September 17, 2013
HMM: Your DNA isn’t as unique as you were told. “Scientists are discovering that — to a surprising degree — we contain genetic multitudes. Not long ago, researchers had thought it was rare for the cells in a single healthy person to differ genetically in a significant way. But scientists are finding that it’s quite common for an individual to have multiple genomes. Some people, for example, have groups of cells with mutations that are not found in the rest of the body. Some have genomes that came from other people. . . . Science’s changing view is also raising questions about how forensic scientists should use DNA evidence to identify people. It’s also posing challenges for genetic counselors, who can’t assume that the genetic information from one cell can tell them about the DNA throughout a person’s body. . . . Last year, for example, forensic scientists at the Washington State Patrol Crime Laboratory Division described how a saliva sample and a sperm sample from the same suspect in a sexual assault case didn’t match.”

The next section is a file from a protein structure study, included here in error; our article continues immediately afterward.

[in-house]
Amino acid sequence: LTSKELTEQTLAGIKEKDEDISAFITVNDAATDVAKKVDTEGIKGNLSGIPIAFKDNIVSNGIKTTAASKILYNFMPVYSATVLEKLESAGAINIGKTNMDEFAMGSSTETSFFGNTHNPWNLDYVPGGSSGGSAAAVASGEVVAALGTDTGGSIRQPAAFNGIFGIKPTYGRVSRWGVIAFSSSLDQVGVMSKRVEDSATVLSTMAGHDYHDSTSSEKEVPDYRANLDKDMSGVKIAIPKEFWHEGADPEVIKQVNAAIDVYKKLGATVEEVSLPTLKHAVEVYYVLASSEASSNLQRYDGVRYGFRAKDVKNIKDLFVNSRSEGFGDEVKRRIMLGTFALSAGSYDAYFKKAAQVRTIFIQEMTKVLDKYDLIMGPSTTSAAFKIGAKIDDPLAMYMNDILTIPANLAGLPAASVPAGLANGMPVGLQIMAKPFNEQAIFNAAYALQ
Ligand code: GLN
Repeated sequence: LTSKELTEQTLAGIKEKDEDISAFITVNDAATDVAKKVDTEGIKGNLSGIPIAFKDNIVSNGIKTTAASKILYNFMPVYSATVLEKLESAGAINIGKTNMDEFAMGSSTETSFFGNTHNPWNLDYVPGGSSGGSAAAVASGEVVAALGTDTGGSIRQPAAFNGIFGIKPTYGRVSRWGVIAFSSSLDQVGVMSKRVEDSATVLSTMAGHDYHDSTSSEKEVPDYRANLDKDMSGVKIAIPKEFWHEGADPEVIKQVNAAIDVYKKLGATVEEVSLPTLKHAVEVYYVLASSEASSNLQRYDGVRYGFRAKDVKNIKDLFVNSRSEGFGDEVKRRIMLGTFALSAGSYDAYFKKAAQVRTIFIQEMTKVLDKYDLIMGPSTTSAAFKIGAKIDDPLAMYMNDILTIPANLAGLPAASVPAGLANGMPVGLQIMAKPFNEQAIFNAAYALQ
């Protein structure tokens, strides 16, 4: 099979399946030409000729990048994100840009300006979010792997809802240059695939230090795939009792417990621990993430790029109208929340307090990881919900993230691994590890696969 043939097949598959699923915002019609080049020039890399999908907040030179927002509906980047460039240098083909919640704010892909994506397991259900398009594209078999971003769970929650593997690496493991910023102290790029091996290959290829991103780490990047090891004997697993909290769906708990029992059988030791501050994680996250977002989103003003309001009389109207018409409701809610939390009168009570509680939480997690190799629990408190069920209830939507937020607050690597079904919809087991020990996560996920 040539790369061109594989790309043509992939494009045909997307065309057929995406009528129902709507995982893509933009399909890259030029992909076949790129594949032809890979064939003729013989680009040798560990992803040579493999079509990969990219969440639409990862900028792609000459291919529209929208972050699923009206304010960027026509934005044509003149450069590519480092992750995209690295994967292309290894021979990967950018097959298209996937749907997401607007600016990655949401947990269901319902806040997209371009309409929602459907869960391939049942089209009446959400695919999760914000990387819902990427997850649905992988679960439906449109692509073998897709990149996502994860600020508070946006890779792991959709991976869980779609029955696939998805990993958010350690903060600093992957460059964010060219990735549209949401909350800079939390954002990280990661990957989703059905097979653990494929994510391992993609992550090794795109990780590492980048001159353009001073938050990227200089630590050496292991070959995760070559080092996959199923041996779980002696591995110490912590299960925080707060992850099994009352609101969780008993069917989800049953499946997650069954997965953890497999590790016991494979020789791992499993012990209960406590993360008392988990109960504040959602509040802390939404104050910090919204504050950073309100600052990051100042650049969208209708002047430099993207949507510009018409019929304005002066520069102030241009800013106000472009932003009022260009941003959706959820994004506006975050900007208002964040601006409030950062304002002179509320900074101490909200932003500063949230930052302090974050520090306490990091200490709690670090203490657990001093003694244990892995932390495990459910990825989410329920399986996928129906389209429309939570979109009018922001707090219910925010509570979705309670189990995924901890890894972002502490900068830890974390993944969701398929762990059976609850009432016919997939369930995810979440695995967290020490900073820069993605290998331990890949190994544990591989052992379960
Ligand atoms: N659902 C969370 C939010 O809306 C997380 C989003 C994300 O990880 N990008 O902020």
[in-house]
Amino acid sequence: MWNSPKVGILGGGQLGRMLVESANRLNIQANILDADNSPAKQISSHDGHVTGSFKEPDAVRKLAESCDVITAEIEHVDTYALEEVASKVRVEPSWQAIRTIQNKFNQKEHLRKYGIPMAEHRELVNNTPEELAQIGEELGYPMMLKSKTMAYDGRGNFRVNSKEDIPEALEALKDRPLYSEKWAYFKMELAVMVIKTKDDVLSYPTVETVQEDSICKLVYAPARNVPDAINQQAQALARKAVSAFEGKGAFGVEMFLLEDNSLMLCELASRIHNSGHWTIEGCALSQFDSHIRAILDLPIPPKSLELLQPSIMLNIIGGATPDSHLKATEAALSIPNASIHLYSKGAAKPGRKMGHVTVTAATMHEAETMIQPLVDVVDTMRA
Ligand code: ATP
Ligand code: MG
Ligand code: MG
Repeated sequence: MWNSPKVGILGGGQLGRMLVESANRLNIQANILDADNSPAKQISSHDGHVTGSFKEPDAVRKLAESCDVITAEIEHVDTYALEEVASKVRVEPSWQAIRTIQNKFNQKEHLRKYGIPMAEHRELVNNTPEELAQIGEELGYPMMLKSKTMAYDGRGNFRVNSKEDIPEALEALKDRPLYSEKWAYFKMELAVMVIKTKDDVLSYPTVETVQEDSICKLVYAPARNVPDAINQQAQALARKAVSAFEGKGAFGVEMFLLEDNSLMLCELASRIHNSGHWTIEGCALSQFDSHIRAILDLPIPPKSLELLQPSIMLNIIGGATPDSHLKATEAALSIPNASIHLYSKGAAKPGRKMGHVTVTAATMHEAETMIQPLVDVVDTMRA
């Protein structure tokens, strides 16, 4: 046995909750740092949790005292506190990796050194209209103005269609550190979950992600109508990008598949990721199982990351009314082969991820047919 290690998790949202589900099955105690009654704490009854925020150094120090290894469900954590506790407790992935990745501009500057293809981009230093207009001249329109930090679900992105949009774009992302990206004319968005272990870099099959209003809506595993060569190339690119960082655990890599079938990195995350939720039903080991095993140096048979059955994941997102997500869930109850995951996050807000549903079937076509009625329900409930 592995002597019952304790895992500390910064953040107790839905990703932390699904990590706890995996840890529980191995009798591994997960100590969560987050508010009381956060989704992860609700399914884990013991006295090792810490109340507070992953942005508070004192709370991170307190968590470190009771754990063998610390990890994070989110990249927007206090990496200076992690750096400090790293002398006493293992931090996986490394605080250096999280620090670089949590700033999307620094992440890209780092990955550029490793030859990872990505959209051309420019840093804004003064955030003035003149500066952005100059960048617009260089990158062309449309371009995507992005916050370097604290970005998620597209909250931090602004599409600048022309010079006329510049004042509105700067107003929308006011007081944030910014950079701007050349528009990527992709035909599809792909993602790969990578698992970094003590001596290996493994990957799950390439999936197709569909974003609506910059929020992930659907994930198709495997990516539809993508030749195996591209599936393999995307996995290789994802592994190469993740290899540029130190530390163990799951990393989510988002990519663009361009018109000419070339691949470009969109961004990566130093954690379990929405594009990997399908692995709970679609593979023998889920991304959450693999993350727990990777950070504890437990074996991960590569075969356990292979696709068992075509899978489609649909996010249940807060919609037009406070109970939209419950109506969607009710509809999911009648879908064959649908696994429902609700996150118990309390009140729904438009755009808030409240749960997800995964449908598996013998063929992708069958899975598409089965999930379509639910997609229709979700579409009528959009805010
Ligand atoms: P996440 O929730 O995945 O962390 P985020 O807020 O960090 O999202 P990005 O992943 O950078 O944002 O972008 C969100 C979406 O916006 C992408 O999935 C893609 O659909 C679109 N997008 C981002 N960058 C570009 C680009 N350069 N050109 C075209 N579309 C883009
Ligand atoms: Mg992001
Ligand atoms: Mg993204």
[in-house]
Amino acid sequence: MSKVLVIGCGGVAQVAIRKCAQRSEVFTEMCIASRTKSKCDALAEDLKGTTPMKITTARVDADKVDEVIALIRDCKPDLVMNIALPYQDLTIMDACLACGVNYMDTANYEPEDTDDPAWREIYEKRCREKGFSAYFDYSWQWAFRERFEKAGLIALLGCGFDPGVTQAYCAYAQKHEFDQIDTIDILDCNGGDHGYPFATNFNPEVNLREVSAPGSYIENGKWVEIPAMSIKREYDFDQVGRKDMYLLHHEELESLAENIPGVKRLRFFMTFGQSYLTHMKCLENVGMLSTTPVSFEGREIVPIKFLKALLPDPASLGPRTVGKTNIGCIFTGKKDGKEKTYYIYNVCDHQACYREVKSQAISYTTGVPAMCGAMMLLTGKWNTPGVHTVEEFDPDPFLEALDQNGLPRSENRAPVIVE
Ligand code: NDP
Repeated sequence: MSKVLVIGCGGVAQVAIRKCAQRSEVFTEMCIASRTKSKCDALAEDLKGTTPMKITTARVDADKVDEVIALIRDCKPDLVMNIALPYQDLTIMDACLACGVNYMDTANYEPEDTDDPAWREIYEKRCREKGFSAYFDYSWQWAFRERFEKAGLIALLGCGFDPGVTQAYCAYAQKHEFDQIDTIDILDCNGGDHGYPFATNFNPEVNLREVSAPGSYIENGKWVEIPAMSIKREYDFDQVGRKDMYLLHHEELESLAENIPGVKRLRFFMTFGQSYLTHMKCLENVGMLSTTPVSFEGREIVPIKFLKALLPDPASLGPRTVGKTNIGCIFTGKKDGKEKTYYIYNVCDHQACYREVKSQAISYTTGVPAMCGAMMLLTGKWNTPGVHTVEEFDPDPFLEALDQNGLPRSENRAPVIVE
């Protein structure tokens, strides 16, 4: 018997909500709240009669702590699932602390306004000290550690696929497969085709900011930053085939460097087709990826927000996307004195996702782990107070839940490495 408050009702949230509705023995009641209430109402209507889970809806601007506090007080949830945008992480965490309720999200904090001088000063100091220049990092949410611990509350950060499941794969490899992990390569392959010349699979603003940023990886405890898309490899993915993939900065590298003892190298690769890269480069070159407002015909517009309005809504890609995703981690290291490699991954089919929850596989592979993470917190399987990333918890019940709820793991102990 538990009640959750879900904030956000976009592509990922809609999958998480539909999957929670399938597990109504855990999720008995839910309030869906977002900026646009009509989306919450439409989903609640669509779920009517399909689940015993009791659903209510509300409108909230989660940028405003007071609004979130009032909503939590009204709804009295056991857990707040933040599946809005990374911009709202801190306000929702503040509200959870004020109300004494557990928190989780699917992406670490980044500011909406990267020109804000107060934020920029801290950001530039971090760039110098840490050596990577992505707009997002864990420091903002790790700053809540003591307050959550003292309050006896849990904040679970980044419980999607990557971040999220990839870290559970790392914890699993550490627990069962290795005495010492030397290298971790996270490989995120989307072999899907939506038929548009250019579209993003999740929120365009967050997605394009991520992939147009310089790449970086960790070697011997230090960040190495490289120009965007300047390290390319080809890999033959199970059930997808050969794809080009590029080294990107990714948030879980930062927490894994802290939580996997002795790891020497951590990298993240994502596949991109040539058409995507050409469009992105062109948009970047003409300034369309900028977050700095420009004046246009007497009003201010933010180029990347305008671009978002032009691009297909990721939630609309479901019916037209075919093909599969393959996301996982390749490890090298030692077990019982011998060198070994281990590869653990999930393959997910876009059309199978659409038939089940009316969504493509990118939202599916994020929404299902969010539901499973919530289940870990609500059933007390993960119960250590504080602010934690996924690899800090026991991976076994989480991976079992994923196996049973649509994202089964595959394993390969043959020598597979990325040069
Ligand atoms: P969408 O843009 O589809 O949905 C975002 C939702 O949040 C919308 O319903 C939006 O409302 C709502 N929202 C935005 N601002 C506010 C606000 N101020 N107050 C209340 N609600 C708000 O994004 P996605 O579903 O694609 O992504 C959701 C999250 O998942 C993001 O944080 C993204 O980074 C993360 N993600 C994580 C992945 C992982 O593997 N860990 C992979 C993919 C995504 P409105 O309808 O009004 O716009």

Just when you think the science is settled.